Ciliogenesis: building the cell's antenna

Department of Biochemistry and Biophysics, University of California, San Francisco, BOX 2200 GH-N372F, 600 16th Street, San Francisco, California 94158, USA.
Nature Reviews Molecular Cell Biology (Impact Factor: 36.46). 04/2011; 12(4):222-34. DOI: 10.1038/nrm3085
Source: PubMed

ABSTRACT The cilium is a complex organelle, the assembly of which requires the coordination of motor-driven intraflagellar transport (IFT), membrane trafficking and selective import of cilium-specific proteins through a barrier at the ciliary transition zone. Recent findings provide insights into how cilia assemble and disassemble in synchrony with the cell cycle and how the balance of ciliary assembly and disassembly determines the steady-state ciliary length, with the inherent length-dependence of IFT rendering the ciliary assembly rate a decreasing function of length. As cilia are important in sensing and processing developmental signals and directing the flow of fluids such as mucus, defects in ciliogenesis and length control are likely to underlie a range of cilium-related human diseases.

1 Follower
  • [Show abstract] [Hide abstract]
    ABSTRACT: Over the past two decades or so, our understanding of gene function has come primarily from animal model organisms. In cases, when human disease alleles were found in developmental key genes, the translational aspect was deduced from the experimental animal model data. With the rapid improvement of sequencing technologies and data processing, we envisage that rare genetic disease alleles will be identified quickly and easily. As a consequence, experiments in animal models will be necessary to elucidate disease mechanisms, resulting in a workflow from the disease allele to experimentation in animal models. The Xenopus embryo is particularly qualified for this scenario. Knockdown of single or multiple gene functions, easy epistatic experimental setups as well as phenotypic readouts within a few days are only some of the advantages that the frog has to offer. In this review, we describe how the experimental advantages of the frog Xenopus have helped to unravel the function of a specific class of disease genes resulting in ciliopathies.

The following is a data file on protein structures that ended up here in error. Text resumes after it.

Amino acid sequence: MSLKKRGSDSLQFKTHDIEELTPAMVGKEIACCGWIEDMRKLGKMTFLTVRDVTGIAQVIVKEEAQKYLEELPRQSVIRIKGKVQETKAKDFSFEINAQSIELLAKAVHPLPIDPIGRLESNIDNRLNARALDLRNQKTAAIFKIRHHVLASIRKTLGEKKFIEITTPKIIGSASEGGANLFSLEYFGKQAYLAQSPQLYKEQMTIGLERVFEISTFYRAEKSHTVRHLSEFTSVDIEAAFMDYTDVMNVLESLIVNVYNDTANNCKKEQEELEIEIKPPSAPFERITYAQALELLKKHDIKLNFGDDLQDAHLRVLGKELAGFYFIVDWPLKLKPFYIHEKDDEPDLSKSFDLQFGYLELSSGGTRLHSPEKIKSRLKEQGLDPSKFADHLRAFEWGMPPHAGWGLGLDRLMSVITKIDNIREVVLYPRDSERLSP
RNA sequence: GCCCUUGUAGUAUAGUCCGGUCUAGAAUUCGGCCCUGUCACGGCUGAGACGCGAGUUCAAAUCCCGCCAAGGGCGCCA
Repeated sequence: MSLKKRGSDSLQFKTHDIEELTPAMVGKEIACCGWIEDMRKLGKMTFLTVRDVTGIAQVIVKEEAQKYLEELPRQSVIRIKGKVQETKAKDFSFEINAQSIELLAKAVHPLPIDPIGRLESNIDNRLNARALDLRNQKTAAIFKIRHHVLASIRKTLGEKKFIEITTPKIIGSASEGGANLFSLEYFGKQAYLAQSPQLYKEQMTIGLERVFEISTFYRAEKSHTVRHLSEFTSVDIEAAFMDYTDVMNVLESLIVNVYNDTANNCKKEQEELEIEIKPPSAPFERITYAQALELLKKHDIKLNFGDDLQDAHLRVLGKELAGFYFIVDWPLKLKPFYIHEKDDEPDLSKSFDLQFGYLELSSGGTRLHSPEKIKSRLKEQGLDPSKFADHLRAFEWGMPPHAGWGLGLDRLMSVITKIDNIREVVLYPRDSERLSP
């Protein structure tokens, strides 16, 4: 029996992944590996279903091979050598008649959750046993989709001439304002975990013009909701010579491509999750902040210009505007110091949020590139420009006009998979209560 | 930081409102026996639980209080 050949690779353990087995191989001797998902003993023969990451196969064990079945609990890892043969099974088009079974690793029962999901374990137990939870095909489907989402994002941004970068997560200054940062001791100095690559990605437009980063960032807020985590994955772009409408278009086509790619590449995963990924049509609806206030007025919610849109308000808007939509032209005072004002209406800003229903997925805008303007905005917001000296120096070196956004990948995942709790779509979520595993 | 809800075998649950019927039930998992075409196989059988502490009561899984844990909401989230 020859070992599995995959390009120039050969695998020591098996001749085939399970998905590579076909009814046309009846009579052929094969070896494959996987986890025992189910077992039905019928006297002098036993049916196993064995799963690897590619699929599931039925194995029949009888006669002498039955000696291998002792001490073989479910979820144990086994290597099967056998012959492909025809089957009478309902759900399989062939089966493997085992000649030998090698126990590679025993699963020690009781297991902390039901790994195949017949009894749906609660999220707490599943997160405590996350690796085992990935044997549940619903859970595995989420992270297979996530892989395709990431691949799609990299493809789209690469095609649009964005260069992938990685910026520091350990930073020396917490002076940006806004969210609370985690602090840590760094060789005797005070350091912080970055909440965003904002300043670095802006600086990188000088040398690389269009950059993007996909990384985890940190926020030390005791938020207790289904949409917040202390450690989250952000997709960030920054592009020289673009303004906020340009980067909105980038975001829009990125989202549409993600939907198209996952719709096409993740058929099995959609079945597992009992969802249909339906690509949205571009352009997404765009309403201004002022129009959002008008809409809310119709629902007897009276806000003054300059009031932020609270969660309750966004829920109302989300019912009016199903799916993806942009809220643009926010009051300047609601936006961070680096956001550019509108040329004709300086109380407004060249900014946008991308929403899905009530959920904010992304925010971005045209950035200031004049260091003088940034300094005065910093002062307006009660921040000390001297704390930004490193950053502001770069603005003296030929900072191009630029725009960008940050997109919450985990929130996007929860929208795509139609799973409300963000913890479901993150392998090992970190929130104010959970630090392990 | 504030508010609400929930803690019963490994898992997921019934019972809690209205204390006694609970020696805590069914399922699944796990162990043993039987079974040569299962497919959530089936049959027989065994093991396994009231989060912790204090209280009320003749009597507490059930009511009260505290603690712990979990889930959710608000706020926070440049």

06/2015; 3(2). DOI:10.1007/s40139-015-0074-2
  • [Show abstract] [Hide abstract]
    ABSTRACT: TTLL3 and TTLL8 are tubulin glycine ligases catalyzing posttranslational glycylation of microtubules. We show here for the first time that these enzymes are required for robust formation of primary cilia. We further discover the existence of primary cilia in colon and demonstrate that TTLL3 is the only glycylase in this organ. As a consequence, colon epithelium shows a reduced number of primary cilia accompanied by an increased rate of cell division in TTLL3-knockout mice. Strikingly, higher proliferation is compensated by faster tissue turnover in normal colon. In a mouse model for tumorigenesis, lack of TTLL3 strongly promotes tumor development. We further demonstrate that decreased levels of TTLL3 expression are linked to the development of human colorectal carcinomas. Thus, we have uncovered a novel role for tubulin glycylation in primary cilia maintenance, which controls cell proliferation of colon epithelial cells and plays an essential role in colon cancer development.
    The EMBO Journal 08/2014; DOI:10.15252/embj.201488466 · 10.75 Impact Factor
  • Source
    [Show abstract] [Hide abstract]
    ABSTRACT: The primary cilium, which disassembles before mitotic entry and reassembles after mitosis, organizes many signal transduction pathways that are crucial for cell life and individual development. However, how ciliogenesis is regulated during the cell cycle remains largely unknown. Here we show that GSK3β, Dzip1, and Rab8 co-regulate ciliogenesis by promoting the assembly of the ciliary membrane after mitosis. Immunofluorescence and super-resolution microscopy showed that Dzip1 was localized to the periciliary diffusion barrier and enriched at the mother centriole. Knockdown of Dzip1 by short hairpin RNAs led to failed ciliary localization of Rab8, and Rab8 accumulation at the basal body. Dzip1 preferentially bound to Rab8GDP and promoted its dissociation from its inhibitor GDI2 at the pericentriolar region, as demonstrated by sucrose gradient centrifugation of purified basal bodies, immunoprecipitation, and acceptor-bleaching fluorescence resonance energy transfer assays. By means of in vitro phosphorylation, in vivo gel shift, phospho-peptide identification by mass spectrometry, and GST pulldown assays, we demonstrated that Dzip1 was phosphorylated by GSK3β at S520 in G0 phase, which increased its binding to GDI2 to promote the release of Rab8GDP at the cilium base. Moreover, ciliogenesis was inhibited by overexpression of the GSK3β-nonphosphorylatable Dzip1 mutant or by disabling of GSK3β by specific inhibitors or knockout of GSK3β in cells. Collectively, our data reveal a unique cascade consisting of GSK3β, Dzip1, and Rab8 that regulates ciliogenesis after mitosis.
    PLoS Biology 04/2015; 13(4):e1002129. DOI:10.1371/journal.pbio.1002129 · 11.77 Impact Factor

Wallace Marshall